TUPELO – Hoping to grow to 100 employees by this time next year, officials with InnOvation Seating Solutions say now’s the time to get their furniture company off the ground.
“We know the economy’s tough and that the industry is hurting, but we think we’re in a really good position,” said Phil Hoffman, chief operating officer for InnOvation, which makes seating for hotels and assisted living facilities.
Hoffman announced the expansion plans Monday during a news conference at the Community Development Foundation offices.
InnOvation is in the former Westwood Industries building in west Tupelo, operating out of 100,000 square feet with about a dozen employees. It makes chairs, sofas and ottomans.
Operations began April 20. The company expects to have 20 employees by the end of June and 40 by the end of the year.
“Next year, we’re looking to have 100 workers,” said Hoffman, who has been in the furniture industry since 1969
Hoffman’s wife, Barbara, is president of the company. Rounding out the executive team are Bill Cotter, vice president of sales; Ed Bartee, chief financial officer; and Tom Gilmer, vice president of manufacturing.
Together, the group has more than 100 years of furniture industry experience.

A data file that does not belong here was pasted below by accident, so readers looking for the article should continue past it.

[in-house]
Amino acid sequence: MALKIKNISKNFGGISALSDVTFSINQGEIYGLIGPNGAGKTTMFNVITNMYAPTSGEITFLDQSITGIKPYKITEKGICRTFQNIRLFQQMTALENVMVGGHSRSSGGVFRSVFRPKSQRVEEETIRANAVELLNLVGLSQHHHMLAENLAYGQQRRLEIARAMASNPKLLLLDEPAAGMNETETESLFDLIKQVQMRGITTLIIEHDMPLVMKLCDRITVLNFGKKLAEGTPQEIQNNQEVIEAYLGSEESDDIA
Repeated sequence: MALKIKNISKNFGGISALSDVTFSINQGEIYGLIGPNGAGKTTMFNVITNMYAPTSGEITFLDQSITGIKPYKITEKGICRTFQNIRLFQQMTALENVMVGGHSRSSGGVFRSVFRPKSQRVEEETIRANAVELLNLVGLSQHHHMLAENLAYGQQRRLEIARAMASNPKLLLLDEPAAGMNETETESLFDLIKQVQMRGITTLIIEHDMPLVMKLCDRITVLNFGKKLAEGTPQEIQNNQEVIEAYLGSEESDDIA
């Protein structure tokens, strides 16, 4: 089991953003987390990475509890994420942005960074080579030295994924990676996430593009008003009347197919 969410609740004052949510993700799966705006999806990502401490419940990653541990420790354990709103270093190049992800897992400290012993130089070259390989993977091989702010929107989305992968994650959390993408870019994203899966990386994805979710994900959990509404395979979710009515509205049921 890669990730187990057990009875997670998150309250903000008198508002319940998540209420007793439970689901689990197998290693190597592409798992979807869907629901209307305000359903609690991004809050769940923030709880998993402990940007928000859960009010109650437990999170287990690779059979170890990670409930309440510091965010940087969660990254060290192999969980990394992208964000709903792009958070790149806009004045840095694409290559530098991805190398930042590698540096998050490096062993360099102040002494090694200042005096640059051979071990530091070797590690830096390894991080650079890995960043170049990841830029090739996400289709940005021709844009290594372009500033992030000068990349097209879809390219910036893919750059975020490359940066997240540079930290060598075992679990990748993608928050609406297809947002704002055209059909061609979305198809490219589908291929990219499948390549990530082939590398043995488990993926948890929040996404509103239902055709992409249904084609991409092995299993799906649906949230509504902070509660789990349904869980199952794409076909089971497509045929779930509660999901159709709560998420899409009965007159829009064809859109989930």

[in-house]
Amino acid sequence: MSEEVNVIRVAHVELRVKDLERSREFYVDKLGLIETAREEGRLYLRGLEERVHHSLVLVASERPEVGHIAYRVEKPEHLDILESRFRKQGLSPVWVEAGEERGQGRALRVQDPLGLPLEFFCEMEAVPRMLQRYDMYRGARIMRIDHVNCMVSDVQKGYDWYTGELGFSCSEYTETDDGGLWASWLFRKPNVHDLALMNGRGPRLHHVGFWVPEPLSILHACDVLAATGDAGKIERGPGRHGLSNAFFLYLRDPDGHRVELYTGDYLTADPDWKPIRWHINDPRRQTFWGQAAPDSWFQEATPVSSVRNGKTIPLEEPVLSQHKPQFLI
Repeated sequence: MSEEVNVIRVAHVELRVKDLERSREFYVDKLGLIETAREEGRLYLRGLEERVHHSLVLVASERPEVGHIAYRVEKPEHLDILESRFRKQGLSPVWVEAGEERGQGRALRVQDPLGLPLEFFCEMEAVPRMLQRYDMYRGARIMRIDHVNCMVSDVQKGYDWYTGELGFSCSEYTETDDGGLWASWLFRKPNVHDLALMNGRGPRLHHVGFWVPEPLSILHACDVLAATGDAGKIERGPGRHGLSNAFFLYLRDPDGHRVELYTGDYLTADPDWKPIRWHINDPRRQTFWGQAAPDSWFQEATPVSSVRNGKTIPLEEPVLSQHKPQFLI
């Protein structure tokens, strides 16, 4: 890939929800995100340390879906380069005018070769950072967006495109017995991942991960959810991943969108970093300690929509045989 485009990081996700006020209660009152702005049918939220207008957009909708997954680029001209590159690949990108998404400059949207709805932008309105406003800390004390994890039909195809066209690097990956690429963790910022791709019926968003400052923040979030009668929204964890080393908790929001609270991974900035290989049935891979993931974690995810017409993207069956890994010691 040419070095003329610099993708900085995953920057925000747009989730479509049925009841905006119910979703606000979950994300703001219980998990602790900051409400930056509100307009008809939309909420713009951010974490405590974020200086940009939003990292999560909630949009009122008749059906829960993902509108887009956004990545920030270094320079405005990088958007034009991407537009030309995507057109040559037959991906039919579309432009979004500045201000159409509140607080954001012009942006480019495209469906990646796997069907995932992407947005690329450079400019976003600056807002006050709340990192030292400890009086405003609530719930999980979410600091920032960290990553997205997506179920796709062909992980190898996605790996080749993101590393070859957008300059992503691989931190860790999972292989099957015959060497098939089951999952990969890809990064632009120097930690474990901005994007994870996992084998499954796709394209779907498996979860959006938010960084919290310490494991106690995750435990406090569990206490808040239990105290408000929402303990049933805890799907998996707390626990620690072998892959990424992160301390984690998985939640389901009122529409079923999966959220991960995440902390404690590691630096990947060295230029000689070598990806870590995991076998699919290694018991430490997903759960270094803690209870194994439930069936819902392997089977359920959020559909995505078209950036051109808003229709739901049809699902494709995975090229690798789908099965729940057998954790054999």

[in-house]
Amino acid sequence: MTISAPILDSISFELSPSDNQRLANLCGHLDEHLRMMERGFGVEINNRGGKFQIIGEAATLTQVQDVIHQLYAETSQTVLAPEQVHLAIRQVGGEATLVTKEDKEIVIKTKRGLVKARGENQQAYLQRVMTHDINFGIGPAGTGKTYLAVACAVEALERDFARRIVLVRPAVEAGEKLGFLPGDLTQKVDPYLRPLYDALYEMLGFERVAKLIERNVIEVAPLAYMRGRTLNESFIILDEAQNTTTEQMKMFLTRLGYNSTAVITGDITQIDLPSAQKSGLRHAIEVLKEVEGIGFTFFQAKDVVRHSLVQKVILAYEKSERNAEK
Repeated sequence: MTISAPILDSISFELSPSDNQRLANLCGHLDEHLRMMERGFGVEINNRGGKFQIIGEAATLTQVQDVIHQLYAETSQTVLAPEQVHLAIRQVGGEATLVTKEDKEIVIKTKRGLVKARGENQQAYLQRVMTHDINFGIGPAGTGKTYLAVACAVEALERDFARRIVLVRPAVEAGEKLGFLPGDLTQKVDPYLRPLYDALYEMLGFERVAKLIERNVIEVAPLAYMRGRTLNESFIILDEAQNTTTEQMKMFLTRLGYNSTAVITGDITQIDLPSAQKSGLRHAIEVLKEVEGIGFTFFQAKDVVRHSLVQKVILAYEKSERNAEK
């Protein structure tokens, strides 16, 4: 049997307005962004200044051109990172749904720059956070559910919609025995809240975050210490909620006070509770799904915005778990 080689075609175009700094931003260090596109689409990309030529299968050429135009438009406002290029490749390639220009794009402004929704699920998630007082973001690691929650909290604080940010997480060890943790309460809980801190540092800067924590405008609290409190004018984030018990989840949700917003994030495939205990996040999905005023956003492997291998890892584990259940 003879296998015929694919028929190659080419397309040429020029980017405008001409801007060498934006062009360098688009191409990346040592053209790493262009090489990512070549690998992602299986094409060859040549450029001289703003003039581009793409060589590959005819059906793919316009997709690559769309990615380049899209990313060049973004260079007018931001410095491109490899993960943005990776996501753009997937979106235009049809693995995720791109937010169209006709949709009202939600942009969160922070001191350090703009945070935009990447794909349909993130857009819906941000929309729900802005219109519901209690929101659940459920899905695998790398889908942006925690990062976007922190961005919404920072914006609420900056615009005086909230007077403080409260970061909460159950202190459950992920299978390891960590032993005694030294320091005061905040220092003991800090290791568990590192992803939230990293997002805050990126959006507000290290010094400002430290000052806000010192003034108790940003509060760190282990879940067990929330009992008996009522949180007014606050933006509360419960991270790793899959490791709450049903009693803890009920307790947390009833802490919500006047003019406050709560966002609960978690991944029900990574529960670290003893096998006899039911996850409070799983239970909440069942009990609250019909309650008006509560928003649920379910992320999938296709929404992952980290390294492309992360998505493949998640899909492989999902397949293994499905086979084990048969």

Hoffman said the company’s business plan projects sales under $8 million for this year and “$10 million-plus in the next two years.”
“We are focusing on a niche market that hasn’t felt the same pangs as the rest of the furniture industry,” Bartee said. “We are off to a great start and feel that the business will grow.”
It already counts two major hotel chains as customers, including Best Western and Choice Hotels, whose brands include Comfort Inn, Comfort Suites, Quality Inn, Sleep Inn, Clarion, Mainstay Suites, Rodeway Inn and Econolodge.
The company also is talking to IHG, whose brands include Holiday Inn, Intercontinental, Crowne Plaza, Staybridge Suites, Candlewood Suites and others.
InnOvation’s ability to tailor its manufacturing to each client makes it more immune to imports, Hoffman said. Overseas operations rely on mass quantities.
Bill Martin, director of Mississippi State University’s Franklin Furniture Institute, agrees.
“The key to success is customization, and that’s exactly what this company is doing,” he said. “The people who invest in a down economy are positioned to gain market share when it turns, and it will turn.”
Contact Dennis Seid at (662) 678-1578 or firstname.lastname@example.org.
Dennis Seid/NEMS Daily Journal